Abuna Pétros (1882-July 30, 1936) was one of the principal martyrs of the Fascist occupation of Ethiopia (1936-1941).
Born at Fiché, in the north of Shawa, he is popularly reputed to have been the son of Dajazmach Tassamma Darge, a local nobleman, and of a daughter of the chief Ras Gobana Dachi (q.v.). He was educated at the monastery of Dabra Libanos, where he was known as Abba Hayla Maryam. Strongly religious, he remained at Dabra Libanos to become a monk. He also visited several other Ethiopian monasteries and places of learning.
He subsequently became the father confessor of Dajazmach Tafari, later to become the Emperor Haile Selassie (q.v.). The Ethiopian Church in those days obtained its bishops from the Coptic Church in Egypt, but on the death in 1926 of the renowned Egyptian bishop Abuna Matewos (q.v.), Tafari succeeded in having four Ethiopians ordained as bishops in Alexandria. One of them was Abba Hayla Maryam, who took the episcopal name of Pétros, and was appointed to serve in the district of Manz, in Shawa, and in the province of Wallo. He spent most of his time in Dassé, capital of Wallo.
After the Italians over-ran northern Ethiopia in late 1935 and early 1936, Pétros joined the Patriot forces led by Dajazmach Abara Kassa (q.v.), who attacked Italian-occupied Addis Ababa on July 28, 1936. After fierce fighting, Abara Kassa was obliged to retreat, but Abuna Pétros was captured by the Fascists, who on July 30 tried the bishop publicly in Addis Ababa. Abuna Pétros, who behaved throughout with remarkable dignity, heard his sentence standing and holding his cross in his right hand. He then walked solemnly to the nearby market, his place of public execution, where he was shot down by eight Italian carabinieri (members of the Italians national police). The execution, which stunned both the Ethiopian public and their Fascist oppressors, did much to stiffen Ethiopian Patriot resistance, and was for a time kept a secret in Italy. After the liberation of Ethiopia in 1941, the bishop’s martyrdom was the subject of tow Amharic plays.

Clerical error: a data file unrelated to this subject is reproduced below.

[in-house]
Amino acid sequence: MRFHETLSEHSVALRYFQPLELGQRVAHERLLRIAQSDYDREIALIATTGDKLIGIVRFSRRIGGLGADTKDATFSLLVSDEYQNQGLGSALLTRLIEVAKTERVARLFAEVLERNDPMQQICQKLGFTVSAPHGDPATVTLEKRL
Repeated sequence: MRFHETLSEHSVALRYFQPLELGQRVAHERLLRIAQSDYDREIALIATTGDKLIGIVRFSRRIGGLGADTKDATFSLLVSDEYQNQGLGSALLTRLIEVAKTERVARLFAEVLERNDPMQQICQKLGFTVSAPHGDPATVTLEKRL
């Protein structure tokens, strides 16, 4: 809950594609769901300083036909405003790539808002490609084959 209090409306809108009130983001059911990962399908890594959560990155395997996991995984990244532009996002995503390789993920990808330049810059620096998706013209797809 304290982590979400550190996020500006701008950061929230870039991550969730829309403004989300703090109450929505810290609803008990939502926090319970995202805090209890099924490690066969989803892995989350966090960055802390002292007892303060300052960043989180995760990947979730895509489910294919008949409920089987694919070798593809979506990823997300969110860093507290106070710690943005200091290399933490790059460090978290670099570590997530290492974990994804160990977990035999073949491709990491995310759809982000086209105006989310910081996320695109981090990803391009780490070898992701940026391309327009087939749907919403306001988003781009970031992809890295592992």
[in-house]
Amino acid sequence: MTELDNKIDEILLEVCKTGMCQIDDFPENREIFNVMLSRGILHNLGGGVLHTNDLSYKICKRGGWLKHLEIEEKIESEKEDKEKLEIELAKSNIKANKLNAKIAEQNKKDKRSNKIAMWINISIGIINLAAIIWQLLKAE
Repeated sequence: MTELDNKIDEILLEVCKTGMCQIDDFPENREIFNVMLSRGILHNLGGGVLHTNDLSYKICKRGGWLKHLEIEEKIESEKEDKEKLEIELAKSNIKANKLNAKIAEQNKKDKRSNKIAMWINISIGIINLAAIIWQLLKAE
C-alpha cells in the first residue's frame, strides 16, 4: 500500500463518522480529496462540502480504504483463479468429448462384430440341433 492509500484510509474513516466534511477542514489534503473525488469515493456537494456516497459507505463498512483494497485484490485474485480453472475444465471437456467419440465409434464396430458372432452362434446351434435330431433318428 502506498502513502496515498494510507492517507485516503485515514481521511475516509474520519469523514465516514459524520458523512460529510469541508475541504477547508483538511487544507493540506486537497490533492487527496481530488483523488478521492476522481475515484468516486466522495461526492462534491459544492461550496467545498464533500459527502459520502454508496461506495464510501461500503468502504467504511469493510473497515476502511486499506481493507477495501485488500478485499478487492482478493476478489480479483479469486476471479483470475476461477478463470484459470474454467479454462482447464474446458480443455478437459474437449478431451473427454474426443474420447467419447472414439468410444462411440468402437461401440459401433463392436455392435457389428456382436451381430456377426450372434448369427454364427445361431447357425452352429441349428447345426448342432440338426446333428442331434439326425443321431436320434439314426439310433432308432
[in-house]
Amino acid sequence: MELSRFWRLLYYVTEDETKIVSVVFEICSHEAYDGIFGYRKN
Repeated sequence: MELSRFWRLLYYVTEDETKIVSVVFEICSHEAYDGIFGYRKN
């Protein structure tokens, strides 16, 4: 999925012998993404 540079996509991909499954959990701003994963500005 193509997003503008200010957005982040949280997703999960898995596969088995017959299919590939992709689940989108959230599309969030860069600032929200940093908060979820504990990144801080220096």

Tsehay Berhane Selassie and Richard Pankhurst
Makonnen Endalkachew, Yadam Dims (“Voice of Blood”), a play, 1941-42, translated into English by K.M. Simon, Addis Ababa, 1948; R. Pankhurst, “Abuna Pétros–an Ethiopian Patriot Martyr in the Modern Amharic Theatre,” Ethiopia Observer, Vol. 16, Addis Ababa, 1973. See also Claude Sumner, “Pétros,” unpublished play, 1971; Tsegaye Gabre Medhen, “Pétros at the Hour,” unpublished play, 1969.
This article was reprinted from The Encyclopaedia Africana Dictionary of African Biography (in 20 Volumes). Volume One Ethiopia-Ghana, ©1997 by L. H. Ofosu-Appiah, editor-in-chief, Reference Publications Inc., New York, NY. All rights reserved.